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D_W

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Yes this is something that software can deliver, if you look at the data file from say employee X then you will know when they logged on, keyboard activity over a period of time and if they are looking at anything not work related during that time, it is big brother. It will clearly show periods of inactivity and there are many functions that it can deliver to produce the boss all the data he/she needs to evaluate that employee's performance.
That can be done with in office PC's also. It's not just enforcement, but training, collaborative work and meetings.
 

D_W

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There's no need for all that monitoring, since if your not delivering, then you're obviously not doing the work.

The issue is that employers want there 8 hours of time, irrespective of the actual work done.

I worked for a year at ICI, @1996, and for five days a month I would work from home doing month end analysis, reporting etc on time and revenue across UK and Dutch project teams. My manager at the time was far more progressive, and providing the report was in on time, she was happy, even if I only did 6 hours a day. She was of the mind-set that sometimes home working was far more productive than being in the office.
The 2021 version of this is to get you to do the reporting in 6 hours in the office and add 5 more hours, and get you to take responsibility only promotions that offer potential raises later.
 

hairy

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On the surface that is OK but there is precious little employment in the countryside so everyone would have to move to the towns. You would end up with even fewer people living in rural areas, villages would die and rural housing stock would be unused. Back when agriculture employed a significant workforce villages could survive and perhaps thrive as a local economy. Now that agriculture employs hardly anyone very few people can live in a village and be close to their work.
This is where I think the current trajectory must take us.
If every bit of travel is bad it must be minimised.
So all food must be grown as close as possible to the people.
People must be as close as possible to each other.
This is the only logical end point to what we are told must happen.

In reading about how to grow more of my own I discovered that many years ago Paris used to grow all it's food with the confines of the city, but the cost of land eventually pushed all the growers out. And further out, and abroad etc etc
 

hairy

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If I could entirely work from home with a laptop I would be worried it could be done by someone cheaper anywhere?
WFH and not commuting is surely a white collar thing? Not wishing to poke anyone but the phrase "There has never been a lockdown, just poor people delivering things to rich people hiding at home" does have some resonance.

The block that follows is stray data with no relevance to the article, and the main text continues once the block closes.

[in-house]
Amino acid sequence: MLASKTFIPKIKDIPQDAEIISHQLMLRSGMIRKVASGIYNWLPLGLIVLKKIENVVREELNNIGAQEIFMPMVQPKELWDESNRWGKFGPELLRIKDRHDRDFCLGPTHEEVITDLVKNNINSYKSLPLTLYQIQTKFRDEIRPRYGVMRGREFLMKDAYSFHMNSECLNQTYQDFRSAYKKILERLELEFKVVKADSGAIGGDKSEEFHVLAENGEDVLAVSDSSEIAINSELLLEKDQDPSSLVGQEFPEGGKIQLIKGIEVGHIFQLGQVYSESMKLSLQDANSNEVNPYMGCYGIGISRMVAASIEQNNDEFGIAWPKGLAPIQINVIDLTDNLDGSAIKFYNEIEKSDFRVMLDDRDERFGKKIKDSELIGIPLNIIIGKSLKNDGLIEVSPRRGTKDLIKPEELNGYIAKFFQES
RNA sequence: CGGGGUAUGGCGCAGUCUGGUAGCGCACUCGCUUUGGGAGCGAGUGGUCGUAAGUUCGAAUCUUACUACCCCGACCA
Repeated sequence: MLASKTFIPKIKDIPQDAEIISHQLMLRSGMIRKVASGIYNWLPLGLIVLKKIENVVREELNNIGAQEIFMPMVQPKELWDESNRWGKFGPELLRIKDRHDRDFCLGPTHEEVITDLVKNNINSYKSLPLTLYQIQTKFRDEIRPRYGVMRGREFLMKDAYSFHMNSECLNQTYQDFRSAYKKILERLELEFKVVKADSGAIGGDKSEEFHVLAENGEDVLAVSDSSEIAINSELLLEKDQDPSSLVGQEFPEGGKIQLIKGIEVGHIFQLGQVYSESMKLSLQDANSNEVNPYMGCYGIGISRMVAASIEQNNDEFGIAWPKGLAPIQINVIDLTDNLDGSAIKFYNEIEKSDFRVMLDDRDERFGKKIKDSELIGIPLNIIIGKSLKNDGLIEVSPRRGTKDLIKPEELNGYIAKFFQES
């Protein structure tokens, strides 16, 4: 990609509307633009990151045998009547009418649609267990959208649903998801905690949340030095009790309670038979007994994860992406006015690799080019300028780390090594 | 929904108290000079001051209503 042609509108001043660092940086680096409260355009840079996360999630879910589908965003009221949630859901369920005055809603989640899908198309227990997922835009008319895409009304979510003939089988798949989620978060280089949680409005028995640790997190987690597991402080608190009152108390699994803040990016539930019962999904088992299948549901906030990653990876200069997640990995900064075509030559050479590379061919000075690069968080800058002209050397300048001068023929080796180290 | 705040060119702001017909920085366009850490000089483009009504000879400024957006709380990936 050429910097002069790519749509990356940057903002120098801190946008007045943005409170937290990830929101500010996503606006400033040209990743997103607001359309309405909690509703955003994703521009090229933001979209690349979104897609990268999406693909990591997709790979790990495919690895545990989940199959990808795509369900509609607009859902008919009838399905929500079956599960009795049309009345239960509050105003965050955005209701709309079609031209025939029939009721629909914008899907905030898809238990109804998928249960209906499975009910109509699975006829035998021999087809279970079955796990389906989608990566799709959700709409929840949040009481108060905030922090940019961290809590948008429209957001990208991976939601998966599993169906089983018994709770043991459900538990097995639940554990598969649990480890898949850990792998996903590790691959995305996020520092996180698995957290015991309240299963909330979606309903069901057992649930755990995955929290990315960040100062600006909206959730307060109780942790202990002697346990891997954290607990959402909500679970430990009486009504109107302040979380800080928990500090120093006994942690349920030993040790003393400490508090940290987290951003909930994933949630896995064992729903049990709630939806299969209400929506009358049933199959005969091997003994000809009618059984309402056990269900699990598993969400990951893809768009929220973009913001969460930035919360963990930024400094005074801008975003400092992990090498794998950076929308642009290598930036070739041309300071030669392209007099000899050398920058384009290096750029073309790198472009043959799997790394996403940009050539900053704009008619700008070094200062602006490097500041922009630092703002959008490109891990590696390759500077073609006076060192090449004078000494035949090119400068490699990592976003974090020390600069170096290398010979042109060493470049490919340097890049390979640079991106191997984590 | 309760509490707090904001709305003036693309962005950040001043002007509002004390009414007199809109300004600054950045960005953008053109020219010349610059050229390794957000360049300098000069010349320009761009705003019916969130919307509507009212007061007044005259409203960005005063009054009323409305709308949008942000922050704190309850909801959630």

There will always be jobs that need a person to travel. If the costs of those go up as EVs seem to currently be forcing over the next ten years, those costs will be born by all those who are served by those jobs. I don't see how that is avoidable?
 

Spectric

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I'm 70, 6-foot 13 stone and in good health. Worked for me
But this addiction has come in later life, like me you came into this world before junk food took over and turned our youngsters into living humpty dumpties and space hoppers, we had healthy childhoods that we are now reaping the rewards of, plus you get plenty of sunshine down on the south coast, the locals up here get webbed feet.
 

Sachakins

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The 2021 version of this is to get you to do the reporting in 6 hours in the office and add 5 more hours, and get you to take responsibility only promotions that offer potential raises later.
The only way to achieve this at the office would be in a locked room with no phone hence no interruptions,
My point is that with in office interruptions it takes 8 hours and the firm are happy with that.
But if I can do it in 6 at home, then the firm want to see 2 more hours, which in actuality why businesses are stuck in the 8 hours work for 8 hours pay.
But in the office they get 6 hours work and 2 hours interruptions and faff! But the see an 8 hour attendance so they are happy.
At home they still get the 6 hours work, without the faff! But suddenly they think they've lost 2 hours work. This is such short sightedness.
 

selectortone

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But this addiction has come in later life, like me you came into this world before junk food took over and turned our youngsters into living humpty dumpties and space hoppers, we had healthy childhoods that we are now reaping the rewards of, plus you get plenty of sunshine down on the south coast, the locals up here get webbed feet.
Addiction?

(With apologies to readers wishing to discuss EVs) As my old Mum used to say, a little of what you fancy does you good. I don't think enjoying a takeaway with my daughter on a Friday night is doing me serious harm. I fully intend redeeming my 45-odd years worth of National Insurance contributions before I go off to meet the Great Spaghetti Monster In The Sky.

And anyway, mental health is important too, so I'll continue to enjoy a balanced diet with a few non-PC treats occasionally. Living an extra few years on a high-fibre cardboard diet doesn't really appeal to me. 😁